Oh, mon papillon, I never thought I’d miss you. Before her midnight flight from France, thoughts of her sister typically brought out sighs of frustration. But now… she hadn’t seen her family in months. Not since the morning her whole world fell to pieces.
The heat of shame rose in her face and she pressed her hands against her cheeks to hide it. It wouldn’t do to show weakness, not in front of so many strangers. She hated being the center of attention, hated being the focus of eyes and snickers and rumors. It was why she’d hid away in the library, her private sitting room, the rose garden. Hiding had become second nature, and her parents were tolerant of her choice to remain in her sister’s shadow.
Until last summer, when her father summoned her to his study, told her she was to wed within the year, and settled a dowry of 20,000 francs over her head. In an instant, she’d become the belle of every ball, the topic of every breakfast conversation, the target of every fortune hunter in France. She hated it. So, for the first time in her life, she disobeyed her father’s command. Rather than exposing herself to the leering rakes and the claws of jealous debutantes, she did what she did best. She hid… but he still found her. He still made her love him. He still broke her heart. She dreamt of becoming his wife—she should have been his wife even now. But instead, she was sworn to marry a complete stranger. A man who could very well be an ogre. Honestly, it didn’t matter if an American prince claimed her hand, he would never be the one she truly wanted.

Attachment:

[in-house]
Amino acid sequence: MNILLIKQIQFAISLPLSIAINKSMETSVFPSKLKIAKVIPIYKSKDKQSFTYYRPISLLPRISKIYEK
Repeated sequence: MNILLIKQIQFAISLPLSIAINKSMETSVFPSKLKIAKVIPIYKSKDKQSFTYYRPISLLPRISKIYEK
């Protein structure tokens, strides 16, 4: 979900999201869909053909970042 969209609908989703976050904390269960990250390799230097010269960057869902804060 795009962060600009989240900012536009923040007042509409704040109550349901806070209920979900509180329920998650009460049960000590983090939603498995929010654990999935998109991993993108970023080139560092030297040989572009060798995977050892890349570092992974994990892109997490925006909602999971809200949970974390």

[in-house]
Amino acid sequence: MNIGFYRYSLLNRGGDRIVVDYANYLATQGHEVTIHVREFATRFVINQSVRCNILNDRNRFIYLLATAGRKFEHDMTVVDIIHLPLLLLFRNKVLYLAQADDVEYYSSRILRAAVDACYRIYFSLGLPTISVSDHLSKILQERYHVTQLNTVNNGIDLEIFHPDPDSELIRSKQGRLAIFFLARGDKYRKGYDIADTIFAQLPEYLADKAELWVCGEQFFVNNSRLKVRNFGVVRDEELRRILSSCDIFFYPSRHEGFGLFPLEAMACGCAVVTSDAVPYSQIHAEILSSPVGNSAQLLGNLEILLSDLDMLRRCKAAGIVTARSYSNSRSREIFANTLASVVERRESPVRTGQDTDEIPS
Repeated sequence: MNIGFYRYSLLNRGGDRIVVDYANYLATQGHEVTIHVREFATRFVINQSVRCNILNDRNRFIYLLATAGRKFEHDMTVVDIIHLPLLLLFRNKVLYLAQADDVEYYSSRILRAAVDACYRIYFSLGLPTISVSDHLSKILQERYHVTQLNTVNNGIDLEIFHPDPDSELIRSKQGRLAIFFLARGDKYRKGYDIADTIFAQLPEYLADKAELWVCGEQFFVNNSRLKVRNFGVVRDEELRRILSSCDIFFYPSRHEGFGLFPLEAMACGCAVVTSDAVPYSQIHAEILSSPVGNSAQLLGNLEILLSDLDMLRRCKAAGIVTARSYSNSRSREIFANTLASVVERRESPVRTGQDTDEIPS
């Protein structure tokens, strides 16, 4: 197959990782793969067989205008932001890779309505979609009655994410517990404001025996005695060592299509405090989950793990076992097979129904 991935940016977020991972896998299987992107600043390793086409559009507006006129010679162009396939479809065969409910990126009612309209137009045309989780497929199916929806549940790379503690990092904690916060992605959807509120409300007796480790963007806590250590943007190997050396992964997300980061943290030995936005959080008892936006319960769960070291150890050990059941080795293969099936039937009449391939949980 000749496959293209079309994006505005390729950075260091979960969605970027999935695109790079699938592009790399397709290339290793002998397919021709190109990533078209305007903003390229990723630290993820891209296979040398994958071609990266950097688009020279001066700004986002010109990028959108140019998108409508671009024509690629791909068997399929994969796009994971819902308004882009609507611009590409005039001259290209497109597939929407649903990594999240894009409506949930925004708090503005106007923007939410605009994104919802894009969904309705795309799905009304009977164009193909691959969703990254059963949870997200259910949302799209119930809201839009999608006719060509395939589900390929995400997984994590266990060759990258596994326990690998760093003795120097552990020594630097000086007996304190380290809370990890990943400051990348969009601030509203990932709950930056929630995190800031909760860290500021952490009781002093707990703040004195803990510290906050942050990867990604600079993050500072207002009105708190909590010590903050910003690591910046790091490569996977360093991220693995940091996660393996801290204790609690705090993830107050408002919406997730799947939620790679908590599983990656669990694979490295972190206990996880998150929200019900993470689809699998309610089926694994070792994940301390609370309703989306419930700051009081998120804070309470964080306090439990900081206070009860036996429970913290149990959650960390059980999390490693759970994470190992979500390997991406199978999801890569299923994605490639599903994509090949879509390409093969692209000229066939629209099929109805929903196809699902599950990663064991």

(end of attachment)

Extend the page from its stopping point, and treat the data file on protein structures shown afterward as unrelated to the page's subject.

She closed her eyes to push back the tears. Oh, mon amour, her heart sighed. Where had he gone? Why did he leave? It was a question she’d asked every day for the last two-hundred and forty days. But she’d be a fool to think she’d ever know the answer. He was gone. There had to have been a reason, something that made him run from her and from the love he felt for her.
Though he’d never said as much, she knew he cared for her. She felt it right down to her bones. But what did that matter now? Now, she was standing in the doorway of a surprisingly elegant hotel restaurant, wondering if she could afford the meal and another night in her room. She’d left New York City with only forty dollars in her reticule, and she hoped it would be enough to travel to Dry Bayou and find lodging, at least until the morning of April 28. Today was the twenty-seventh. Tomorrow… Tomorrow was the day she’d come face-to-face with the man she’d promised to marry.
About the Author:
Lynn Winchester is the pseudonym of a hardworking California-born conservative, now living in the wilds of Northeast Pennsylvania. Lynn has been writing fiction since the 5th grade, and enjoys creating worlds, characters, and stories for her readers.
When Lynn isn't writing she is running a successful editing business, reading whatever she can get her hands on, raising her four children, making sure her husband is happy, and binge watching shows on Netflix.